special attention.  Due consideration should also be given to women in the
informal sector and atypical jobs.

13.  Governments, labour unions and the private sector should develop and
use analytical tools to compare wages in female and male-dominated
occupations, including measures and tools to better reflect the real value
of the skills, knowledge and experience of women developed through waged
and unwaged work, as well as the full range of the requirements and
conditions of waged work, with the aim of achieving equal pay for work of
equal value, with a particular focus on minimum wages and low-wage
industries.  Gender-sensitive monitoring is crucial in enforcing the
principle of equal pay for work of equal value.  Comprehensive policy-
making in this field should include:

     (a)  Use of analytical tools;

     (b)  Effective legislation;

     (c)  Transparency of women's and men's wages;

     (d)  Changing the gender-based division of labour and the stereotyped
choices of men and women;

     (e)  Effective guidance for employers.

14.  Governments are encouraged to develop strategies to increase the well-
being of low-waged workers, including enforcement of existing laws in
particular in those industries where the most vulnerable workers,
predominantly women, are found.

15.  Full integration of women into the formal economy and, in particular
into economic decision-making, means changing the current gender-based
division of labour into new economic structures where women and men enjoy
equal treatment, pay and power.  To this end, better sharing of paid and
unpaid work between women and men is required.  Governments should take or
encourage measures, including, where appropriate, the formulation,
promotion and implementation of legal and administrative measures to
facilitate the reconciliation of work and personal and/or family life, such
as child and dependant care, parental leave and flexible working schemes
for men and women and, where appropriate, shorter working hours.  

16.  Governments should consider ratifying the new ILO Convention on home-
based workers.

17.  Governments and employers should ensure the protection of the rights
of migrant women workers, by creating better educational and employment
opportunities, preventing and combating trafficking in women and children,
and eliminating discrimination against women in the labour market.

18.  Governments should monitor and enforce equal opportunity policies and
labour laws pertaining to the practices of all of the national and
transnational corporations operating in their countries.

19.  Women and men should identify and support women-friendly corporations
and socially responsible businesses through investments and the use of
their services or products.

20.  The unpaid work of women, such as work in agriculture, food
production, voluntary work, work in family business, and work in natural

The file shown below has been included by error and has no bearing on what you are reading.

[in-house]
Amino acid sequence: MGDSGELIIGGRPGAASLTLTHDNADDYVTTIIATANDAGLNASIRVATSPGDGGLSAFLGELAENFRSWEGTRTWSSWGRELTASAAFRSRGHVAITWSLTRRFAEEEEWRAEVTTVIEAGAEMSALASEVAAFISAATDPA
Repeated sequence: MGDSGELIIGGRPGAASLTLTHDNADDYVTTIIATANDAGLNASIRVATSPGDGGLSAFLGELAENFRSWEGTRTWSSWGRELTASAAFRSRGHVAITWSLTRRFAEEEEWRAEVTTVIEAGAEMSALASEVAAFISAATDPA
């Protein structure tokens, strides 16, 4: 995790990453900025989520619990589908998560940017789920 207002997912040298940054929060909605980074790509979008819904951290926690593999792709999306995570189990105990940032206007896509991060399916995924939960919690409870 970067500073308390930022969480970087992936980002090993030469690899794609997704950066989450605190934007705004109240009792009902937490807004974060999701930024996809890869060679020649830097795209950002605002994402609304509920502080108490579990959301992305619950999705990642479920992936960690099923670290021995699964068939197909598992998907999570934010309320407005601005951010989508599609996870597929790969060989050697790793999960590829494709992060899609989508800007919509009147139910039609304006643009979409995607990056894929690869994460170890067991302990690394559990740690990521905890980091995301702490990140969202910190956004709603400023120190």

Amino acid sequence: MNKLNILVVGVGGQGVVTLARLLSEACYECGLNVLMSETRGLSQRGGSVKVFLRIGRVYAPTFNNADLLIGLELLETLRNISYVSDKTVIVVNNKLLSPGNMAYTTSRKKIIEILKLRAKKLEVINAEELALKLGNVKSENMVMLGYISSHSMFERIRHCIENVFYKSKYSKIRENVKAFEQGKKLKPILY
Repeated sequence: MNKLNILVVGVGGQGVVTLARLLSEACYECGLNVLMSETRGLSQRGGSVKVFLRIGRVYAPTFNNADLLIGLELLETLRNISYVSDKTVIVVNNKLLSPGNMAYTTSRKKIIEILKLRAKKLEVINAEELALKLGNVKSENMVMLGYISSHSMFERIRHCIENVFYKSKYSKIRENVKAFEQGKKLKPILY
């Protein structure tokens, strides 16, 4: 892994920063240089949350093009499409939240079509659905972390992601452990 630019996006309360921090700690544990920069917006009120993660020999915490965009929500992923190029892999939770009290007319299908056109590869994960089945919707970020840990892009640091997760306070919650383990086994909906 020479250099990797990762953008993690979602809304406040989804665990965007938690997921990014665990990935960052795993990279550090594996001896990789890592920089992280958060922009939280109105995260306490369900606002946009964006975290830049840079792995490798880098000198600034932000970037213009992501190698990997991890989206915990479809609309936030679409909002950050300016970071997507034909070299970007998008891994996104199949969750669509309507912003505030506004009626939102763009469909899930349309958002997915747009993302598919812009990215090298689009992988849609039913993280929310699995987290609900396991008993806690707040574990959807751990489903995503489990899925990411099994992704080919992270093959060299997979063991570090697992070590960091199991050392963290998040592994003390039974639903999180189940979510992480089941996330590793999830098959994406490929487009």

resource management and in the household, is a considerable contribution to
the economy.  Unpaid work should be measured and valued through existing
and improved mechanisms, including by:

     (a)  Measuring, in quantitative terms, unremunerated work that is
outside national accounts, working to improve methods to assess its value,
and accurately reflecting its value in satellite or other official accounts
that are separate from but consistent with core national accounts;

     (b)  Conducting regular time-use studies to measure, in quantitative
terms, unremunerated work;

     (c)  Providing resources and technical assistance to developing
countries and countries with economies in transition, in valuing and making
visible women's unpaid work.

21.  The international community, in particular the creditor countries and
international financial institutions, including the Bretton Woods
institutions, should further pursue effective, equitable, development-
oriented and durable solutions to the external debt and debt-servicing
problems of the developing countries on the basis of existing debt relief
and reduction mechanisms, including debt reduction, grants and concessional
financial flows, in particular for the least developed countries, taking
into account the negative effect of these issues on women and women's

22.  The funds, programmes and specialized agencies of the United Nations
system, including the Bretton Woods institutions, and the World Trade
Organization, within their respective mandates, should improve coordination
and dialogue at all levels, including the field level, in order to ensure
the effectiveness of their programmes and policies to support gender

23.  Development policies should focus on the economic empowerment of
women.  The interlinkage between national policies at the macrolevel and
economic and social gender roles and relations at the microlevel should be
clear in order to make the policies more effective.  The impact on women of
liberalization policies, which include privatization, financial and trade
policies, should be assessed.

24.  Governments should commit themselves to the goal of gender balance,
with special emphasis on reaching a critical mass of women, as soon as
possible, when nominating representatives to serve on governing bodies of
the organizations of the United Nations system and intergovernmental bodies
dealing with policy-making in the areas of finance, economic development,
trade and commerce (for example, the Fifth Committee and Second Committee
of the General Assembly, the Economic and Social Council, the Trade and
Development Board, the Industrial Development Board and the General Council
of the World Trade Organization).

25.  The production and use of disaggregated statistics by sex should be
promoted as a fundamental tool for monitoring the gender division of the
labour market and the participation of women in high-level management
positions, including economic decision-making, showing the advantages of
women's participation in top management and conversely the costs of their
exclusion.  With regard to the United Nations system, a special data
section on women managers should be part of the 1998 synthesis report and
the report on the status of the world's women.  This could serve as a
special mechanism for monitoring how gender-balance goals are being

26.  Issues such as the impact on women of structural adjustment and
liberalization policies, which include privatization, financial and trade
policies, should be further examined and could be taken up in the context
of the report of the Secretary-General on the effective mobilization and
integration of women in development, to be considered by the General
Assembly at its fifty-second session.

27.  The international community, while strengthening international
cooperation, should emphasize the importance of an open, rule-based,
equitable, secure, non-discriminatory, transparent and predictable
multilateral trading system that will also ensure the equal access of women
to markets and technologies and resources at both the national and
international levels.



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Date last updated: 06 December 1999 by DESA/DAW